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Study: NY teen driver adds about 52% to a parent’s policy

New Yorkers see the second lowest average increase

New Yorkers see the second lowest average increase after adding teen drivers to their insurance policies, according to a national study by insuranceQuotes.com. Photo Credit: iStock

Teen drivers are expensive to insure. But according to a new study, things could be a lot worse for the parents of new drivers in the Empire State.

Adding a teen driver to an auto insurance policy in New York increases a parent’s premium by an average of 52 percent, according to a recent study commissioned by insuranceQuotes.com, an online brokerage. Though costly, it’s lower than the average national increase of 79 percent — and much better than the 125 percent increase in New Hampshire and the 119 percent bump in Rhode Island.

Nationally, the average premium increase for teen drivers is in decline, according to insurancequotes.com, which commissioned the study for the fourth consecutive year. The average national increase was 80 percent last year.

“Driving well takes practice, and since all teens are new drivers they make all sorts of mistakes that more seasoned drivers can avoid,” Eli Lehrer, president of the nonprofit R Street Institute, said in a statement provided by insuranceQuotes.com. “Because of this, they make many more claims, which makes them more expensive to insure.”

New Yorkers see the second-lowest percentage increase after adding young drivers to their policies, according to the study. Hawaii has the lowest percentage increase at just 17 percent, possibly because state law prohibits insurance providers from considering age, gender or driving experience to determine premiums, according to the study.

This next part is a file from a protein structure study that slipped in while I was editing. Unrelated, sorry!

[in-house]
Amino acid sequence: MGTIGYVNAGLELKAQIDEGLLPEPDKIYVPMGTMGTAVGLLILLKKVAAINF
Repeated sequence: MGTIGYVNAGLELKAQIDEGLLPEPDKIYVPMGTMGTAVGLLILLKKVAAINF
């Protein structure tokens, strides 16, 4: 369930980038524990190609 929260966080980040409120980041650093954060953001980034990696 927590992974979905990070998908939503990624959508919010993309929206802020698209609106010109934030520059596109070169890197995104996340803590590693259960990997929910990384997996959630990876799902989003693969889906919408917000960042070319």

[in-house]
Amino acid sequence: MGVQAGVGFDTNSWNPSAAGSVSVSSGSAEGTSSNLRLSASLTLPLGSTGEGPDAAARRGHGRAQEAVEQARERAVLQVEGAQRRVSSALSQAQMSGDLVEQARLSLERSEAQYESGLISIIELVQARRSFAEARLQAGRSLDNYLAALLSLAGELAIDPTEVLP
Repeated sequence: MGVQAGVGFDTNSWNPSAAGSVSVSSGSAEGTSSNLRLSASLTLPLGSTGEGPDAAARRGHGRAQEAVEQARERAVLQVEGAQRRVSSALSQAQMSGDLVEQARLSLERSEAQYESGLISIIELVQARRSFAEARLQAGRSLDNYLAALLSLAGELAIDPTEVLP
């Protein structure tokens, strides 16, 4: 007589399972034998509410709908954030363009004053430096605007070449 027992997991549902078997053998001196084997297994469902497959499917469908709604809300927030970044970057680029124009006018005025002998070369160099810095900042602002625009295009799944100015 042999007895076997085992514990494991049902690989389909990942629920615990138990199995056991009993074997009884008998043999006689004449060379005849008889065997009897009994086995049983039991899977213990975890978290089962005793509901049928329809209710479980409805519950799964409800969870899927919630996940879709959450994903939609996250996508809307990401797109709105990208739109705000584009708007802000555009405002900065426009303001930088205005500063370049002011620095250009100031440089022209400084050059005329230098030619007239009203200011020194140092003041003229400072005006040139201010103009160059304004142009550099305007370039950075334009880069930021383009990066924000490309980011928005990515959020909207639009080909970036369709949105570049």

InsuranceQuotes.com analyst Laura Adams said rate hikes may be lower in New York because of strict insurance regulations.

“In New York, the regulations are very tight. It takes a lot for an insurance company to raise or lower a rate. Companies have to go through a lot of hoops, and adding a teen driver doesn’t move the needle as much as it would in other states,” Adams said.

Though parents may be catching a break compared to other states, New Yorkers still pay the third most in the country for auto insurance, a study by the National Association of Insurance Commissioners found. Motorists in New York paid an average of $1,181 annually, just under Washington D.C. ($1,187) and New Jersey ($1,254).

InsuranceQuotes.com is an online tool that allows consumers to compare insurance quotes. For its study, the site commissioned a data analysis firm, Quadrant Information Services, to calculate rates based on data from the largest carriers in each state.

The insuranceQuotes.com study also found that insuring boys as drivers costs parents more than insuring girls. In New York, adding a female teenager to an auto policy will bump up the price an average of 38 percent. A male teenager will increase rates by about 65 percent.

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